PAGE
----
alert('A new person has been accepted');
}

Person.prototype = {
    /** wake person up */
    wake_up: function() {
        alert('I am awake');
    },

    /** retrieve person's age */
    get_age: function() {
        return this.age;
    }
}

Inheritance_Manager = {};

Inheritance_Manager.extend = function(subClass, baseClass) {
    function inheritance() { }
    inheritance.prototype = baseClass.prototype;
    subClass.prototype = new inheritance();
    subClass.prototype.constructor = subClass;
    subClass.baseConstructor = baseClass;
    subClass.superClass = baseClass.prototype;
}

Manager = function(id, name, age, salary) {
    Manager.baseConstructor.call(this, id, name, age);
    this.salary = salary;
    alert('A manager has been registered.');
}

Inheritance_Manager.extend(Manager, Person);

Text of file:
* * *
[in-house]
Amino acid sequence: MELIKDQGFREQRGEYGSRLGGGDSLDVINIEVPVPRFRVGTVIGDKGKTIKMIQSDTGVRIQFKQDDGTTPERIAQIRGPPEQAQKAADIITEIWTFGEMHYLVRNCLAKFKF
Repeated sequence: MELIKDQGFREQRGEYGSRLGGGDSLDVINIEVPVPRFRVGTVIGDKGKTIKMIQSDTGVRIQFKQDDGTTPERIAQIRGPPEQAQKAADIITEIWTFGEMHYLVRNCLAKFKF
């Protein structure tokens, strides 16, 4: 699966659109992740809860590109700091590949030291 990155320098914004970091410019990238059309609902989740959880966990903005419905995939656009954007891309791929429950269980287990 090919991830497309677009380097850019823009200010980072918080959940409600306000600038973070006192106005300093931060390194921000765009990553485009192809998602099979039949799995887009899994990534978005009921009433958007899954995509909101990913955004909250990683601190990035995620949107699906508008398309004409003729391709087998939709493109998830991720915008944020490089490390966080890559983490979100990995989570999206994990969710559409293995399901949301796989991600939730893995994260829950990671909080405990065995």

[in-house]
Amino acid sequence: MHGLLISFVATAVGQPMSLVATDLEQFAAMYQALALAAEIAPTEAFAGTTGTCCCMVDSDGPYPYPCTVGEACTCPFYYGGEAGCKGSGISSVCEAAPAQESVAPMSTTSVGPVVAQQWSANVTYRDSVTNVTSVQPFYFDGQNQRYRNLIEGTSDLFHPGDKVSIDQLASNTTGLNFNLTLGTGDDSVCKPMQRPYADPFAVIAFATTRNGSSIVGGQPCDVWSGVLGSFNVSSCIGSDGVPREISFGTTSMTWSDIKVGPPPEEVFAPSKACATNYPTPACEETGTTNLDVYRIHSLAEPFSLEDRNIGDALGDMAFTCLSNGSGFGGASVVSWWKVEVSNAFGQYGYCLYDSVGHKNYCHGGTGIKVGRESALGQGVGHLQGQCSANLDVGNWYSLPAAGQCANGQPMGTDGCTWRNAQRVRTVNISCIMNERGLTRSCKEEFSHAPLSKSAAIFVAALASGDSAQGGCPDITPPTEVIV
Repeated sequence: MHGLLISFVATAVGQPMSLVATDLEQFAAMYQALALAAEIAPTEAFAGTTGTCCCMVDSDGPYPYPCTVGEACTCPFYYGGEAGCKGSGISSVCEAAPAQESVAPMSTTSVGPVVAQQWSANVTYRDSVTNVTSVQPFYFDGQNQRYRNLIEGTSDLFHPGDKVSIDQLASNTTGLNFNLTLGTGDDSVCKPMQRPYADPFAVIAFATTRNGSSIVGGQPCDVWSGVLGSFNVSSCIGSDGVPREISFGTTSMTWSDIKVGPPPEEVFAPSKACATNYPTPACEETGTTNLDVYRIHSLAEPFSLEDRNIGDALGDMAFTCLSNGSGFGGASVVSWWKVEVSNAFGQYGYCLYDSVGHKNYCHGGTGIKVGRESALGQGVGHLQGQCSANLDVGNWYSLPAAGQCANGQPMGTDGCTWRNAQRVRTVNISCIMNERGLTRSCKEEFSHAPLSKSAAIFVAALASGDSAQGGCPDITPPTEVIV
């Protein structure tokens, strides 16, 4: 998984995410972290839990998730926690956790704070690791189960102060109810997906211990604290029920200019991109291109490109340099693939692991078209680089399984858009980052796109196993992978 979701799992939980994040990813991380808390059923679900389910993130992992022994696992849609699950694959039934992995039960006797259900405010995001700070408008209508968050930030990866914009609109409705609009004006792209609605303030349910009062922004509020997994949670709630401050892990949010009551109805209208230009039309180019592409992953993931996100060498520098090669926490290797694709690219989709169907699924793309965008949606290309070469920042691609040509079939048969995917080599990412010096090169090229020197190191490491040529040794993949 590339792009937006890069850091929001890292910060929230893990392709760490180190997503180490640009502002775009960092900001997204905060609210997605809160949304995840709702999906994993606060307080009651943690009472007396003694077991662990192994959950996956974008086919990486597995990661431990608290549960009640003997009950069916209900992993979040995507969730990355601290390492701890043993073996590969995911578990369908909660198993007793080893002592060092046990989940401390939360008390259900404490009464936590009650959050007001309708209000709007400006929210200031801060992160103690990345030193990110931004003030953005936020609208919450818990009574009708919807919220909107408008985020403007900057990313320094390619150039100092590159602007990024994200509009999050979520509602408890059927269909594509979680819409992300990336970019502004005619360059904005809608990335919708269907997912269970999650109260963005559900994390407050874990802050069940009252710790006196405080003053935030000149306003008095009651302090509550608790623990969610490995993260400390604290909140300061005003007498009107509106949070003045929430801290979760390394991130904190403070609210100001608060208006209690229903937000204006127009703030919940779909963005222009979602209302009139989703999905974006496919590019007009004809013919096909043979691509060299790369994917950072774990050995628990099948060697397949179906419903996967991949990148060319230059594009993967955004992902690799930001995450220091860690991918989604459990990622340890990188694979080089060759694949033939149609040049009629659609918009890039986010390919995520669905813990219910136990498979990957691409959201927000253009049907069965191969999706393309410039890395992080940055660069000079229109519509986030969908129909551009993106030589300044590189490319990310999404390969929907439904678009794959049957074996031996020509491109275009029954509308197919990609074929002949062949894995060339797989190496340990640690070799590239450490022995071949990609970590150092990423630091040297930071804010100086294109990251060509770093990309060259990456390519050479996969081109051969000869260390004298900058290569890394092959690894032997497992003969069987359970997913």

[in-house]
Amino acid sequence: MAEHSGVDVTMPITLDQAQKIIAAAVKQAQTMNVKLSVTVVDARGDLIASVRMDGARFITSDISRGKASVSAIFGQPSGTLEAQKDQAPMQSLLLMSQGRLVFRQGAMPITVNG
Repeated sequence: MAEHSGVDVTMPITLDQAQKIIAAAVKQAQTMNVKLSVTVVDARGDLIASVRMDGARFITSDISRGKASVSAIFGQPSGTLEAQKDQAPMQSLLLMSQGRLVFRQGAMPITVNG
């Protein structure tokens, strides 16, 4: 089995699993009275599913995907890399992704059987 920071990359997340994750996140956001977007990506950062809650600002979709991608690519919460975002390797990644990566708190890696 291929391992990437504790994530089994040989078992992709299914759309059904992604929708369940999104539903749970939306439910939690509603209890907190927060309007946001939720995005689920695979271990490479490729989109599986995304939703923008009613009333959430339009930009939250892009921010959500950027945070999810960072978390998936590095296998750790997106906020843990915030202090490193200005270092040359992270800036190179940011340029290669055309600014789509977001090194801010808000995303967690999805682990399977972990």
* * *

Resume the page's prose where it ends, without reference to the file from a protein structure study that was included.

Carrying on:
Manager.prototype.lead = function(){
   alert('I am a good leader');
}

var p = new Person(1, 'Joe Tester', 26);
var pm = new Manager(1, 'Joe Tester', 26, '20.000');

You can manipulate these objects by accessing some of their properties as follows:

alert(p.name);
alert(pm.salary);

License

This article, along with any associated source code and files, is licensed under The Code Project Open License (CPOL)

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About the Author

Joe BTrez
Other Cyberminds Ltd
United Kingdom United Kingdom
I am a senior software Consultant and have been working in IT for the past 6 years.